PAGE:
Los Angeles has a vast array of smaller ethnic and specialty markets. I try to go to farmers markets. I regularly shop at Trader Joe's. Who doesn't? Most importantly though, I venture into unknown markets-- places where I may very well be the only native English speaker. I may not always have the money to travel, but I can walk into a Russian gift shop and instantly be on foreign territory.

I'm always on the lookout for unique spices (especially Greek seasoning, one of my favorites!) I've found excellent apricots, dates, figs, Turkish/Armenian coffee, and falafel at Mediterranean and Middle-eastern markets in the area. I can also find good, inexpensive fresh fish plus unique Asian gifts at 99 Ranch Market (a Chinese supermarket chain.) Some of the best and least expensive produce can be had at supermercados like Vallarta and El Super. They are usually considerably busy, but I enjoy the experience (mostly) and it gives me opportunities to practice my Spanish.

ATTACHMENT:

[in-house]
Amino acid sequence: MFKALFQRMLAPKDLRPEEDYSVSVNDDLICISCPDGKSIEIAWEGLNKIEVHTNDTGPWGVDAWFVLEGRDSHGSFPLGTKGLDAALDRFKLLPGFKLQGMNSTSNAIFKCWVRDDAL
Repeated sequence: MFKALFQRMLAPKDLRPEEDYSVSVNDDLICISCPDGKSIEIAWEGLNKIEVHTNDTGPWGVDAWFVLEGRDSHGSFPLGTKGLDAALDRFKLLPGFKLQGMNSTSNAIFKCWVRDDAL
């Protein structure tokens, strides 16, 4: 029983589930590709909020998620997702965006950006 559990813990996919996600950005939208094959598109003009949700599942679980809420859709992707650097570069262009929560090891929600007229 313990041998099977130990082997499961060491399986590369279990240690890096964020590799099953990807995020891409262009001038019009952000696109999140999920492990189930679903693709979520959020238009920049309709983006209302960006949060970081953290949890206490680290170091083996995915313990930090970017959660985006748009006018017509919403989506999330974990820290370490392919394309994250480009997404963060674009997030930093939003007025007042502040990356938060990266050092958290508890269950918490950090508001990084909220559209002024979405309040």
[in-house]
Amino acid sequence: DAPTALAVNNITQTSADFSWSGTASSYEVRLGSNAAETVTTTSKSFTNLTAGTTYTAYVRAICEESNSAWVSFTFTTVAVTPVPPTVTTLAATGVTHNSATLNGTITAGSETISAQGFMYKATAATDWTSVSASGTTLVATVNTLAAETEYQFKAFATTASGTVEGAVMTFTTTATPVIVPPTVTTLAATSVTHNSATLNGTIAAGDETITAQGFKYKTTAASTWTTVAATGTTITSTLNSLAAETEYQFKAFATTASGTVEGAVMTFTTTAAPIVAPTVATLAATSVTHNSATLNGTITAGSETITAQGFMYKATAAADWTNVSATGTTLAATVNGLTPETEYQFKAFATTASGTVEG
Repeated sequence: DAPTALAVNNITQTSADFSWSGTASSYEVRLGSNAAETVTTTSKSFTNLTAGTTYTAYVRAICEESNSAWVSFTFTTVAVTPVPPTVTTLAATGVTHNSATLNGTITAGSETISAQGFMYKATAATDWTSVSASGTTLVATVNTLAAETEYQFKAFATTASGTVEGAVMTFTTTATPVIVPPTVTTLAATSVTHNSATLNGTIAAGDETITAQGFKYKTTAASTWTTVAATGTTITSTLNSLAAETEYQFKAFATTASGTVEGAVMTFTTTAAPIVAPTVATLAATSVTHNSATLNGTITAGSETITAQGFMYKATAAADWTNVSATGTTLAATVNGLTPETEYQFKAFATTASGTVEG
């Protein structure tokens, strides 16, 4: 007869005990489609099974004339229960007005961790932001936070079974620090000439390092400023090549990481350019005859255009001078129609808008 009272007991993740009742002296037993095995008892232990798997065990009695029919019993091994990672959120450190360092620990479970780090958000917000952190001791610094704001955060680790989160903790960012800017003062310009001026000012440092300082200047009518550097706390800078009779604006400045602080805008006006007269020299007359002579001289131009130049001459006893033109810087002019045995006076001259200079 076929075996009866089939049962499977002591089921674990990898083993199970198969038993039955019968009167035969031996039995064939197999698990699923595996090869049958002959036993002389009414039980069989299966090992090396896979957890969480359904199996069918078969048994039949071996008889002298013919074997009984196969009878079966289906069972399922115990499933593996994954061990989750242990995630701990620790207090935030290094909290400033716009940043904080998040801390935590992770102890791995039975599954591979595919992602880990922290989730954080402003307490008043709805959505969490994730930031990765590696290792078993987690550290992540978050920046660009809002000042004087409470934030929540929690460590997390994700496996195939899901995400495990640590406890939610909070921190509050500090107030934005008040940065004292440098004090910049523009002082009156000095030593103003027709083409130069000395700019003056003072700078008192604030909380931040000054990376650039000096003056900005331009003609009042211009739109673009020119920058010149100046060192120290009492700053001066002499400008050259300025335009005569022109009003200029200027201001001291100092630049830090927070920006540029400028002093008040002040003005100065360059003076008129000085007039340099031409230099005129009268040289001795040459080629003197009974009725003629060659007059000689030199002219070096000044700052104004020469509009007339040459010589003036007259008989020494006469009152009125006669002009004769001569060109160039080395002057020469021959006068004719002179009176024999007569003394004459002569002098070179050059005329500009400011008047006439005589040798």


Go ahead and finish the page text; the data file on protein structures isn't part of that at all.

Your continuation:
For a vast majority of Angelenos, English is not their native tongue. I find it interesting to turn the tables on myself: Experience a different worldview. Speak a different language. Doing so adds a whole new dimension to the usually mundane task of grocery shopping.

Los Angeles is one of those places where countless languages are spoken and culture can be found on every corner. Embrace culture and have the curiosity and courage to seek it out. You'll feel like you've traveled even if you haven't really left home. No passport necessary!

Select ethnic markets, etc. in the Los Angeles area.
(There are many, many more!!!)

El Super (Latino)
Vallarta (Latino)
99 Ranch Market (Chinese grocery chain)
Papa Cristos C&K Importing (Greek and Arabic food/deli)
Golden Fork Cafe (excellent Armenian/Russian/Middle-Eastern food)*

*P.S. Thanks to our neighbors, Paul and Amy, for inviting us over last month and introducing us to the amazing cuisine at Golden Fork Cafe!

Copyright 2009 by KLiedle.
Photo credit: RalphBijker/flickr